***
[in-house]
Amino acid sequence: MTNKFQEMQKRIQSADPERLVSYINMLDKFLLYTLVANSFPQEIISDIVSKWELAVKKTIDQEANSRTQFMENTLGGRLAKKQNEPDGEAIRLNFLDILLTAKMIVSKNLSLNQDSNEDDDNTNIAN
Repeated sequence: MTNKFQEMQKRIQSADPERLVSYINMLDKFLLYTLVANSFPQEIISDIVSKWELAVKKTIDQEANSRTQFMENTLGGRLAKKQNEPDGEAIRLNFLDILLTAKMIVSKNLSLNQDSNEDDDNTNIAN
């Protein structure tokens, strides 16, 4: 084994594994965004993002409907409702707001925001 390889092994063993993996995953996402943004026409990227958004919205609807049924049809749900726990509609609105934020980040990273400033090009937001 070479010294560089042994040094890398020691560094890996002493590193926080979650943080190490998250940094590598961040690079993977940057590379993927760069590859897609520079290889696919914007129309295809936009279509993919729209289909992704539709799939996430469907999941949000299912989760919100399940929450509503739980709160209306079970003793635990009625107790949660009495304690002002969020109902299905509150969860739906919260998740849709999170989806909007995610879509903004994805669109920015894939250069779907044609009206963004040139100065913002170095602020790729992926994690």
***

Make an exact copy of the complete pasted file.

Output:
[in-house]
Amino acid sequence: MTNKFQEMQKRIQSADPERLVSYINMLDKFLLYTLVANSFPQEIISDIVSKWELAVKKTIDQEANSRTQFMENTLGGRLAKKQNEPDGEAIRLNFLDILLTAKMIVSKNLSLNQDSNEDDDNTNIAN
Repeated sequence: MTNKFQEMQKRIQSADPERLVSYINMLDKFLLYTLVANSFPQEIISDIVSKWELAVKKTIDQEANSRTQFMENTLGGRLAKKQNEPDGEAIRLNFLDILLTAKMIVSKNLSLNQDSNEDDDNTNIAN
């Protein structure tokens, strides 16, 4: 084994594994965004993002409907409702707001925001 390889092994063993993996995953996402943004026409990227958004919205609807049924049809749900726990509609609105934020980040990273400033090009937001 070479010294560089042994040094890398020691560094890996002493590193926080979650943080190490998250940094590598961040690079993977940057590379993927760069590859897609520079290889696919914007129309295809936009279509993919729209289909992704539709799939996430469907999941949000299912989760919100399940929450509503739980709160209306079970003793635990009625107790949660009495304690002002969020109902299905509150969860739906919260998740849709999170989806909007995610879509903004994805669109920015894939250069779907044609009206963004040139100065913002170095602020790729992926994690």